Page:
By Janet Goetze
For the Hollywood Star News
Two local non-profit groups seeking internet financing – called crowdfunding – want to transform post-secondary education, in one case, and, in the second, to provide health and self-care products for low-income families.
The need for basic health products became evident to Elizabeth Candello while doing research for her doctoral thesis. She learned that families receiving federal food assistance can’t use the program to acquire such things as bath soap, vitamins, toilet paper, toothpaste, Band-Aids and feminine hygiene products.
SNAP, the Supplemental Nutrition Assistance Program that has replaced food stamps, is only for food. Mothers must stretch their budgets to pay for items that could keep their children healthy and meet basic sanitary needs, Candello said.
She is using crowdfunding to help launch Live.Treat.Heal.Repeat, a non-profit for providing health and sanitary products. She’s starting in the Cully neighborhood, where she did research on how low-income people access public services, but she expects to go to other neighborhoods in the future.
Michelle Jones initially used crowdfunding to help develop a two-year community college, Wayfinding Academy. With the help of mentors, it asks students to reflect on what they are passionate about and how they want to contribute to their communities before deciding on a major or a career path.
Jones, who has been teaching at the college level for 15 years, said she has met students who don’t know why they are in college or what they want to do with their lives. With college costs climbing, she said, that’s an expensive way to explore classes and majors without guidance. In addition, more than 40 percent of U.S. students who start college don’t complete a degree, she said.
Wayfinding Academy, which is scheduled to begin with 24 students in September 2016, offers a core curriculum, a portfolio of eight to ten items chosen by the student working with a team of advisors, workshops and seminars offered by rotating faculty, and such community connections as cultural events, performances and film screenings. The school’s website, with more details, is www.wayfindingacademy.org. A section for donations is on the website because the crowdfunding campaign has ended.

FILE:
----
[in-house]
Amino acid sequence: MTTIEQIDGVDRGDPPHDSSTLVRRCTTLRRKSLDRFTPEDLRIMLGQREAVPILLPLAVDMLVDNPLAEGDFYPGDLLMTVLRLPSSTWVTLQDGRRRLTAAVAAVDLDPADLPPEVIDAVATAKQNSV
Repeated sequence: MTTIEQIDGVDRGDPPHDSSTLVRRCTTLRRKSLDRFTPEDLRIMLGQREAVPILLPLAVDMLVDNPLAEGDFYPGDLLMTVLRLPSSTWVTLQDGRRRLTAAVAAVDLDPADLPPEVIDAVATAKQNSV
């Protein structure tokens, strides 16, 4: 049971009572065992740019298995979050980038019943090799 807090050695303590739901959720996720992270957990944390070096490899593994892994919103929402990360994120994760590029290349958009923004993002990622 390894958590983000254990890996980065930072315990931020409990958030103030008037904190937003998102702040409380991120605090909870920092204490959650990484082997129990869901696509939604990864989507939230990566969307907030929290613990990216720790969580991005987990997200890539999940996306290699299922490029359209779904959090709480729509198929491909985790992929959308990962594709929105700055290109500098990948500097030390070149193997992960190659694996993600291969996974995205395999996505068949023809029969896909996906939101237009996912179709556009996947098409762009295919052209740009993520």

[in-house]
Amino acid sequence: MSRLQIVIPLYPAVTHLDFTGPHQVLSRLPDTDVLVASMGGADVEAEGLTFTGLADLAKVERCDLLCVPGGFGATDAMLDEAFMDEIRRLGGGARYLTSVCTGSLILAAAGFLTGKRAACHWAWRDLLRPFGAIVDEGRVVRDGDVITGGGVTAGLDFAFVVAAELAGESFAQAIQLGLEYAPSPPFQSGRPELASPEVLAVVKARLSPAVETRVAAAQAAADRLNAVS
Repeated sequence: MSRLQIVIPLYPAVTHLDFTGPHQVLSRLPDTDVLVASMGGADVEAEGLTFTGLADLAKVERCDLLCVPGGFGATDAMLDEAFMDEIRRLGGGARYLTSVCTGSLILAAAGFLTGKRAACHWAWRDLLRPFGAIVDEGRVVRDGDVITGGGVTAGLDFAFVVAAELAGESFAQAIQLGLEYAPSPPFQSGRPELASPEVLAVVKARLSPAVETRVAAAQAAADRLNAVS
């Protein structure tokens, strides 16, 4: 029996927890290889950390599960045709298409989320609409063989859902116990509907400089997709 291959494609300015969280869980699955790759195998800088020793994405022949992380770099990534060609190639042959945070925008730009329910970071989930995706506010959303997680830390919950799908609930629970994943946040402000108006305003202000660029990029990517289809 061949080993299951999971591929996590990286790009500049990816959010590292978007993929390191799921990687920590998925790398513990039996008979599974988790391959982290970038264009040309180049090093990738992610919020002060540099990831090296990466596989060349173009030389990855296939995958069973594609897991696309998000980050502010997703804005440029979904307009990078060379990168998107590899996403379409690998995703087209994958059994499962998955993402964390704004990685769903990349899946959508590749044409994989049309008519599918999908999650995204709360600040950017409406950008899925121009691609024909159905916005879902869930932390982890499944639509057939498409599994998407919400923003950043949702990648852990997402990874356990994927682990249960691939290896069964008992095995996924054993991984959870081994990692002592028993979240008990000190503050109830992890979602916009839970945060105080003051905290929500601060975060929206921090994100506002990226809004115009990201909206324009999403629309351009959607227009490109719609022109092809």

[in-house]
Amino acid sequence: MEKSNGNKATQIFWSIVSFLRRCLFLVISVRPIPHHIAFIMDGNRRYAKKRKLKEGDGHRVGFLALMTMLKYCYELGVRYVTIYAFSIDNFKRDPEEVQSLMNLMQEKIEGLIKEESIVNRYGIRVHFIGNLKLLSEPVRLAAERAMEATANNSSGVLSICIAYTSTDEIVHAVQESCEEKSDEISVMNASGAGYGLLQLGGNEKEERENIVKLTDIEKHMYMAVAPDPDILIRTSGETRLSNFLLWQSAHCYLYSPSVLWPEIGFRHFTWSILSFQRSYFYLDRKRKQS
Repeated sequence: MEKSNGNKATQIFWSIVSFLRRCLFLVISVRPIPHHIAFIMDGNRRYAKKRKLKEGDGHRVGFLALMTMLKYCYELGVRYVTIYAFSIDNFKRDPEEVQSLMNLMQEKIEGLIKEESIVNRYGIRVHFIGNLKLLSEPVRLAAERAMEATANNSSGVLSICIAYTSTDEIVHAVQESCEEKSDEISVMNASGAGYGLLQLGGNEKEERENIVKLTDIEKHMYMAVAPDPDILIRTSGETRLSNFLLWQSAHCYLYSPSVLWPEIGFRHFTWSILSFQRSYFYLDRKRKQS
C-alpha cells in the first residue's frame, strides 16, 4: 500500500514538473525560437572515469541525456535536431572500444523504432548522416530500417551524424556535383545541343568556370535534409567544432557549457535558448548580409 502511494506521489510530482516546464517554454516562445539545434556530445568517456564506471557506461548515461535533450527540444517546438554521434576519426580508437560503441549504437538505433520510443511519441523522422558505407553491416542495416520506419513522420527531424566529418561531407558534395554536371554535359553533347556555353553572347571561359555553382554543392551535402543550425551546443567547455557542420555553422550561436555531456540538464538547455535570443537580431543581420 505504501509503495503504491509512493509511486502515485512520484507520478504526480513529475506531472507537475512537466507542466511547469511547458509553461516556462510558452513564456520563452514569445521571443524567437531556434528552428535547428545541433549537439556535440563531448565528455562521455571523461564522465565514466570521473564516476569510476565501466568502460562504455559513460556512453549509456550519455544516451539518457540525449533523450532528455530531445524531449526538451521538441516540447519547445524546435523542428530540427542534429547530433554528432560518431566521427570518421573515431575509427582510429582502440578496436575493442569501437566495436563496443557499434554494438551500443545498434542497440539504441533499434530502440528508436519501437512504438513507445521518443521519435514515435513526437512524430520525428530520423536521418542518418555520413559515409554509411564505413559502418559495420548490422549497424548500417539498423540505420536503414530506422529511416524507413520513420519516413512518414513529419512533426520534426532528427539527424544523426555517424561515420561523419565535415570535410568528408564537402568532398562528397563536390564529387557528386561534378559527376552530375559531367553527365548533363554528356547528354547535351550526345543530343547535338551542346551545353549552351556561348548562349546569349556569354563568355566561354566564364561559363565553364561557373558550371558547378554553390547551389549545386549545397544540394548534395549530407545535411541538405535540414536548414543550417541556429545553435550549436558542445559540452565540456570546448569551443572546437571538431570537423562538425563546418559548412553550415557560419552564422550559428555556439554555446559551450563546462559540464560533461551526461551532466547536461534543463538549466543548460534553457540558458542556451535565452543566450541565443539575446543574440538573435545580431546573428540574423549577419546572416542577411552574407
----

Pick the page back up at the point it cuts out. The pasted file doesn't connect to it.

The two initiators chose crowdfunding as a way to raise money with the help of people who see their proposals on the internet or hear about them from friends. In effect, contributors become a “crowd” of supporters to help launch new ideas, products or businesses. Supporters donate funds through a specific online platform, which may include IndieGoGo, Kickstarter, GoFundMe or artistShare, which is often credited with starting the practice of crowdfunding, especially for art and music projects.
Candello chose GoFundMe because, she said, it is a platform that does well with non-profit service groups. For more information: www.gofundme.com/zx5bhw.
Jones selected IndieGoGo because she saw it as a platform that would work well for starting an educational institution. The American Gap Association, which fosters non-traditional higher education experiences, was the fiscal sponsor for the campaign.
Candello, who teaches communication at Washington State University in Vancouver, Washington, selected Live.Treat.Heal.Repeat as a neutral name for the non-profit.
“I wanted a name that didn’t infer ‘charity’ in any way,” she said, “and that raised awareness that treatments and prevention and a regimen can allow people to stay healthy and live their lives, even on a budget.”
Volunteers are contacting her and she hopes to have items available by the end of the year at a Multnomah County community center, where families already go for activities and services. “That’s so people wouldn’t have to go to a place where they would feel inferior,” she said.
Federal figures indicate Oregon is fifth among the 50 states for people receiving SNAP. Candello said about 23 percent of Portlanders, including many with jobs, live below the poverty line. She suggests that others think about what they regard as essential in their medicine cabinets in order to recognize what low-income people may have difficulty acquiring regularly.
Jones, working with 20 board members from a variety of disciplines, will leave her position in the business management department at Concordia University in December. She will work full time to launch Wayfinding, including preparations for accreditation and a class site.
In the meantime, board members are developing seminars with the hope that one or two may be offered before the end of the year for community members. Information will be on the website, Jones said.